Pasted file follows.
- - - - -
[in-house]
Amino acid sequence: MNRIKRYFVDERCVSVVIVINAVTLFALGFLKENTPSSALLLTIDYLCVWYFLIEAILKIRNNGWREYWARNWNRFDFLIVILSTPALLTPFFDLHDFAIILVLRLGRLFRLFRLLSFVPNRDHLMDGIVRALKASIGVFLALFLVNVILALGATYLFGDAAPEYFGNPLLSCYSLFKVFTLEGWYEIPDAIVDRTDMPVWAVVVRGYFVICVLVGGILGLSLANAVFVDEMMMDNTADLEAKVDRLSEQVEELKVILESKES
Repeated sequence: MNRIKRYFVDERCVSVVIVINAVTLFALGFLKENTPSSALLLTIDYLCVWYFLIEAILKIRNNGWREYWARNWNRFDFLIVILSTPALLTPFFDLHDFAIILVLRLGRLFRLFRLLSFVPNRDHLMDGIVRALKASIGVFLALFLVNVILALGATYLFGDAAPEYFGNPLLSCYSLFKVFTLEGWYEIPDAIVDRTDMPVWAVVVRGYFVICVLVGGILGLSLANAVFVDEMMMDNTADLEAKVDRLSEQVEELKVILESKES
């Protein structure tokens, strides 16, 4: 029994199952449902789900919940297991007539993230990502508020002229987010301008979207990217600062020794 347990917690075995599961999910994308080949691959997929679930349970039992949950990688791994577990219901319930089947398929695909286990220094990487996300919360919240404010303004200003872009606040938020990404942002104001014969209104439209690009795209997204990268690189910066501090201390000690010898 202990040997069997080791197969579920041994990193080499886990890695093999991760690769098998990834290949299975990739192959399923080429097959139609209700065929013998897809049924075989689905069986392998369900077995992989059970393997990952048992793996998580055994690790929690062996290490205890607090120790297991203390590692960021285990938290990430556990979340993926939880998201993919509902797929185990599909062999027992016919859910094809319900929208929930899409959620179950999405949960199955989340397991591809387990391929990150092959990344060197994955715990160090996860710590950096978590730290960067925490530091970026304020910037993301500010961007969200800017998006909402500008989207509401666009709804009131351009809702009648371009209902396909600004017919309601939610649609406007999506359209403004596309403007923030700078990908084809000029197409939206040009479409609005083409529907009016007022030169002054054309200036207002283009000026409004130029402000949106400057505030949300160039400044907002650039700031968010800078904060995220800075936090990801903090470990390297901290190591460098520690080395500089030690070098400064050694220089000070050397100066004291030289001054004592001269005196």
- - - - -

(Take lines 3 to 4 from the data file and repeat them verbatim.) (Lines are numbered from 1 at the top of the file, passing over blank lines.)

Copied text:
Repeated sequence: MNRIKRYFVDERCVSVVIVINAVTLFALGFLKENTPSSALLLTIDYLCVWYFLIEAILKIRNNGWREYWARNWNRFDFLIVILSTPALLTPFFDLHDFAIILVLRLGRLFRLFRLLSFVPNRDHLMDGIVRALKASIGVFLALFLVNVILALGATYLFGDAAPEYFGNPLLSCYSLFKVFTLEGWYEIPDAIVDRTDMPVWAVVVRGYFVICVLVGGILGLSLANAVFVDEMMMDNTADLEAKVDRLSEQVEELKVILESKES
């Protein structure tokens, strides 16, 4: 029994199952449902789900919940297991007539993230990502508020002229987010301008979207990217600062020794 347990917690075995599961999910994308080949691959997929679930349970039992949950990688791994577990219901319930089947398929695909286990220094990487996300919360919240404010303004200003872009606040938020990404942002104001014969209104439209690009795209997204990268690189910066501090201390000690010898 202990040997069997080791197969579920041994990193080499886990890695093999991760690769098998990834290949299975990739192959399923080429097959139609209700065929013998897809049924075989689905069986392998369900077995992989059970393997990952048992793996998580055994690790929690062996290490205890607090120790297991203390590692960021285990938290990430556990979340993926939880998201993919509902797929185990599909062999027992016919859910094809319900929208929930899409959620179950999405949960199955989340397991591809387990391929990150092959990344060197994955715990160090996860710590950096978590730290960067925490530091970026304020910037993301500010961007969200800017998006909402500008989207509401666009709804009131351009809702009648371009209902396909600004017919309601939610649609406007999506359209403004596309403007923030700078990908084809000029197409939206040009479409609005083409529907009016007022030169002054054309200036207002283009000026409004130029402000949106400057505030949300160039400044907002650039700031968010800078904060995220800075936090990801903090470990390297901290190591460098520690080395500089030690070098400064050694220089000070050397100066004291030289001054004592001269005196």